stead of an Indeterminate sentence, not
having looked it up lately, but I did it
I anyway, said Judge Gatens. There
was no donbt in my mind that the wo.
man bajd been treated shamefully by
her husband. The law states that I
judge may parole after imposing a de
terminate sentence not in excess of 10
Judge Gatens admonished Mrs. Fechtl
to keep away from bad companions
hereafter and eschew Intoxicants. He
criticised' the- system which, he said.
made it possible for a woman to be em.
ployed in a grill in Portland on a per.
centage basis. While stating that both
were in the wrong he placed the major
portion of responsibility for the tragedy
on the dead man.
New Book, "The American Govern'
ment" Tells Interesting Story.
No better Instance of the growth of
the Government of the United States is
afforded than is given In a comparison
of the Blue Books of the United States
Government published in 181S and 1905.
The one published in 1818 is not much
larger than a child's reader, and has
but 17 pages. The one for 1905. is in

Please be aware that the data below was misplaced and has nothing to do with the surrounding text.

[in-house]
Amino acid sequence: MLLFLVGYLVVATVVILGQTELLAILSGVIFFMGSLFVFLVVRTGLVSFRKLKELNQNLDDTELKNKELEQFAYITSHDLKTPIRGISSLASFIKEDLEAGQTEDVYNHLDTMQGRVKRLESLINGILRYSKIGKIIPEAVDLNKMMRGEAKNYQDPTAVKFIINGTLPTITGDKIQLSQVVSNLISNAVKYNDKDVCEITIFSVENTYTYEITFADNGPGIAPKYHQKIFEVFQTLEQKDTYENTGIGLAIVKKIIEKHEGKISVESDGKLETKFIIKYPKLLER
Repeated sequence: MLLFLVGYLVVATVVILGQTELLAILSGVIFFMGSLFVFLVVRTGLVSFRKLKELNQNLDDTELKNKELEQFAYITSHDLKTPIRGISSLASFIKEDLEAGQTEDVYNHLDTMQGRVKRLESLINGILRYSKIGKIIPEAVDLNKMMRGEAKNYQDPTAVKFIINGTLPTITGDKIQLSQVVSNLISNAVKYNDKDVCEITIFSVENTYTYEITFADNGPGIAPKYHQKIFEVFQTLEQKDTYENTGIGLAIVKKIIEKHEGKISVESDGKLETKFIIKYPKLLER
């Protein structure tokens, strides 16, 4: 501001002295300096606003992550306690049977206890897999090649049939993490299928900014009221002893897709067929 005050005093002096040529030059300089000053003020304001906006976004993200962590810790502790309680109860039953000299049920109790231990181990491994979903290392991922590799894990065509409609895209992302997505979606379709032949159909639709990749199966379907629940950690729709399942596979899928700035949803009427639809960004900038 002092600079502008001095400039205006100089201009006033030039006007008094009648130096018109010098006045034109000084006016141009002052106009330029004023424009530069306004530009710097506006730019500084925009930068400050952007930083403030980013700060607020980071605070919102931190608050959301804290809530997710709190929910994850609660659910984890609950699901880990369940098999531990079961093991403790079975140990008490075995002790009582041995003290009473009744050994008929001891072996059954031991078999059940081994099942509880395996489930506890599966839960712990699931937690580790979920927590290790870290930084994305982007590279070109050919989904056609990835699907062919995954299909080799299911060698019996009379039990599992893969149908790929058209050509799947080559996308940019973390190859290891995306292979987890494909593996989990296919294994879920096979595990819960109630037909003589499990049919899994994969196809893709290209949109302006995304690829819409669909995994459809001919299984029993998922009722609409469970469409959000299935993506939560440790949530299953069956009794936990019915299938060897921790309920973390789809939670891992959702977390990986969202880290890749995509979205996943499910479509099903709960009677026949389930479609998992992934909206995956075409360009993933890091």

two volumes, and has 4219 pages. The
one for 1816 weighed less than a pound,
while the one for 1905 tipped the beam
at more than 25 pounds.- The publica
tion of the one for 1818 cost less than
$2000; the publication for the one of
1906 cost 170,000.
The Blue Book is a roster of the peo
Die in the employ of Uncle Bam. The
Government clerk is entitled to an an
nual vacation of a full months he . has
frequent holidays, half holidays every
Saturday during the heated term, and is
entitled to all the sick leave he needs
ud to 30 days. He" goes to work at
o'clock in the morning and quits at 4:30
o'clock in the afternoon, and has a half
hour for lunch. To the young man on
the farm and In the rural -town this
seems to be an ideal career; yet there
are few who take it up and remain sat
isfied with their lot
The story of the civil service as told
In the new book "The American Gov
ernment," by Frederic J. Haskln, was
indorsed both before and after puoli
cation by President John C. Black, of
the Civil Service Commission. He re
gards it as a most accurate portrayal
of the civil service. Just now when
the President Is asking Congress to
place all postmasters. Internal revenue
collectors, United States Marshals and
others in the classified service, thl
chapter alone is worth to every student
the price of the book as supplied by The